2015 GSA Annual Meeting in Baltimore, Maryland, USA (1-4 November 2015)

Paper No. 284-7
Presentation Time: 10:00 AM


YU, Qiuwan1, YANG, Wan1, LUO, Xiaorong2 and LEI, Yuhong2, (1)Geology and Geophysics Program, Missouri University of Science and Technology, Rolla, MO 65409, (2)Key Laboratory of Petroleum Resources Research, Chinese Academy of Sciences, Beijing, 100029, China, qy6v5@mst.edu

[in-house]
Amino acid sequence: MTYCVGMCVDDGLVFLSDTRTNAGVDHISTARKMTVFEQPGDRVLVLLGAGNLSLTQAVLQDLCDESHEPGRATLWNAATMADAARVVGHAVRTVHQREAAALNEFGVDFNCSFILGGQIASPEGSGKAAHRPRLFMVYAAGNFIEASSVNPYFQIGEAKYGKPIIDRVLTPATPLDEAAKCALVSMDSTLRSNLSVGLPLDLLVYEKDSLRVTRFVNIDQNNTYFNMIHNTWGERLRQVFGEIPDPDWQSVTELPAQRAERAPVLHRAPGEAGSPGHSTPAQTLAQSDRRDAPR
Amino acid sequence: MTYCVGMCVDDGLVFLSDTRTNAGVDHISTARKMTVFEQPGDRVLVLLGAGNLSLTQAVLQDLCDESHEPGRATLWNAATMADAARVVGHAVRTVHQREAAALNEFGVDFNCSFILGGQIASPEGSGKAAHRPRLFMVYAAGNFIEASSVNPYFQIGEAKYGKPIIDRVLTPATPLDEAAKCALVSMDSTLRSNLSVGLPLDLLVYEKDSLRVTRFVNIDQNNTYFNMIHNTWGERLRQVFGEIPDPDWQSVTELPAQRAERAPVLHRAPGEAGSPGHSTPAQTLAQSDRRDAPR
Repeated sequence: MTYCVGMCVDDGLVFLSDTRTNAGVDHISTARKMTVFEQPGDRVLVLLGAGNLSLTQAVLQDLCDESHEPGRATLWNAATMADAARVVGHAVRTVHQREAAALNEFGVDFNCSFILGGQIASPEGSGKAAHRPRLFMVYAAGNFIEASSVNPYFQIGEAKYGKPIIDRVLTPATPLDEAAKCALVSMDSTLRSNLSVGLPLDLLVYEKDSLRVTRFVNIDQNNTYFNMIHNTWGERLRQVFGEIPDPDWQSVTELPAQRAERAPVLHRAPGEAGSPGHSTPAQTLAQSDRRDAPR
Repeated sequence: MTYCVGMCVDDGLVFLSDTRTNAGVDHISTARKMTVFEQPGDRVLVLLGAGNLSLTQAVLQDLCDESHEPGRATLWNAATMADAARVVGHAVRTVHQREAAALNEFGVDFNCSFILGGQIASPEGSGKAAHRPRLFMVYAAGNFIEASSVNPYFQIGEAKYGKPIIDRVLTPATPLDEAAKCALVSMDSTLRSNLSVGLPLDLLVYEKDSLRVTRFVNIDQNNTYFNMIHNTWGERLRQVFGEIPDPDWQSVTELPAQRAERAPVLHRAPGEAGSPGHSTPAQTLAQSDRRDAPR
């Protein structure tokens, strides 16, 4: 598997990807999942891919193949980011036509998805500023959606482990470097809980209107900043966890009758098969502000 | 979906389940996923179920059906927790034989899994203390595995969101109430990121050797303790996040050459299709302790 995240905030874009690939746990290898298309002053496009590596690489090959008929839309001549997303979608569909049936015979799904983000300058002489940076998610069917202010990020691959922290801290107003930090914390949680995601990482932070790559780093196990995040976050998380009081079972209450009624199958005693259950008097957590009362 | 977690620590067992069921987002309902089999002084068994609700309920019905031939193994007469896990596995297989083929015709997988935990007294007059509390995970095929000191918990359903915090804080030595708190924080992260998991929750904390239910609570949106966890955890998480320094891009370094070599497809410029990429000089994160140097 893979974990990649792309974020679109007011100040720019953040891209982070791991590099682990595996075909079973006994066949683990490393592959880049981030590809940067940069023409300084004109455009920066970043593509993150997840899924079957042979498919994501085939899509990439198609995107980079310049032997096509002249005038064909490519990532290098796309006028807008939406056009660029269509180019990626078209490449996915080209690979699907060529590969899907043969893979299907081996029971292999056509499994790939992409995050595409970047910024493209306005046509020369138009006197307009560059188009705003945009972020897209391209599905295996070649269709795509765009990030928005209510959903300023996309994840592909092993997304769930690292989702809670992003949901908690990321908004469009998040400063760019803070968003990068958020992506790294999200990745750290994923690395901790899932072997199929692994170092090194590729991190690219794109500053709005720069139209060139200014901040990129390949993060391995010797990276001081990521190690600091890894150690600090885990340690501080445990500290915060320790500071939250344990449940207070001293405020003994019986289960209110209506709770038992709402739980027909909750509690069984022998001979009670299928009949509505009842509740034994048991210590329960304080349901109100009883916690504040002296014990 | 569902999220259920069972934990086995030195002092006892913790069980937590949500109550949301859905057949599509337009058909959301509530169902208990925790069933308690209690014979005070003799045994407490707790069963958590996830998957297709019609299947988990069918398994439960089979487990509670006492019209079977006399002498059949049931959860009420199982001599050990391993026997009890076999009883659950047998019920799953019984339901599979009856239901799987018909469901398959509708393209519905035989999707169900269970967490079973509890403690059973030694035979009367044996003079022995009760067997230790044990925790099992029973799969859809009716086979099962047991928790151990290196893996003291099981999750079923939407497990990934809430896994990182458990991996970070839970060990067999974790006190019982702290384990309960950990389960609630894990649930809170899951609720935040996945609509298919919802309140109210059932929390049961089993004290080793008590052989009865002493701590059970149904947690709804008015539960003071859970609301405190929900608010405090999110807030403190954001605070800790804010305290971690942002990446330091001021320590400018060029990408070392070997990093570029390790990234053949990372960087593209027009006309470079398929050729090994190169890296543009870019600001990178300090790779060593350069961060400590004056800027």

Detailed sequence stratigraphic and depositional systems analyses can effectively delineate factors and processes controlling deposition of fine-grained lacustrine sediments. Upper Triassic Zhangjiatan (ZJT) Shale in Ordos foreland basin was used as an example. The study area is on the ramp margin, covering 100x90 km2. Thin sections, cores and well-logs of 72 wells are used to calibrate log signatures, document lithofacies, and interpret depositional systems in a sequence stratigraphic context. The ZJT sequence consists of lowstand, transgressive, and highstand systems tracts (LST, TST, and HST). LST is 5-60 m thick, composed of fluvial sandstones and shales in the NE and deltaic deposits in the SW. The deltaic deposits consist of upward coarsening shale and sandstone successions and form a high-order sequence. Three depositional loci indicate downslope fluvial valleys and bird-foot river-dominated deltas. TST is 10-65 m thick and composed of deltaic sandstones and profundal shales of a fining upward retrogradational pattern. The isopach map shows NW-SE-oriented shorelines. Two depositional loci originate from N, extend to S, and deviate to SE parallel to paleoslope, suggesting wave-dominated deltaic systems. HST is 10-90 m thick, increasing from NE to SW, and composed of upward coarsening successions of deltaic shales and sandstones. Coarsening upward intervals increases from one updip to 4 downdip, indicating great progradation. Isopach map shows a highly heterogeneous pattern of multiple depositional loci along dip from NE to SW and severe erosion in the eastern part. The entire sequence thickens from 25 m in the NE to 160 m in the center, and thins to 55 m in the SW, suggesting a NW-SE-oriented elongate lake basin. Fluvial environment dominated during deposition of LST, and lake was restricted to the SW corner. Shoreline and deltaic and shorezone environments migrated northward outside the study area during transgression. Deltaic progradation of HST formed a complex mosaic of deltaic and fluvial environments and was extensively eroded. Paleotopography determined the location and slope of the lake. Lake level changes determined accommodation space and depositional systems. Sediment supply had been copious throughout the sequence. Post-deposition erosion determined the preservation of HST.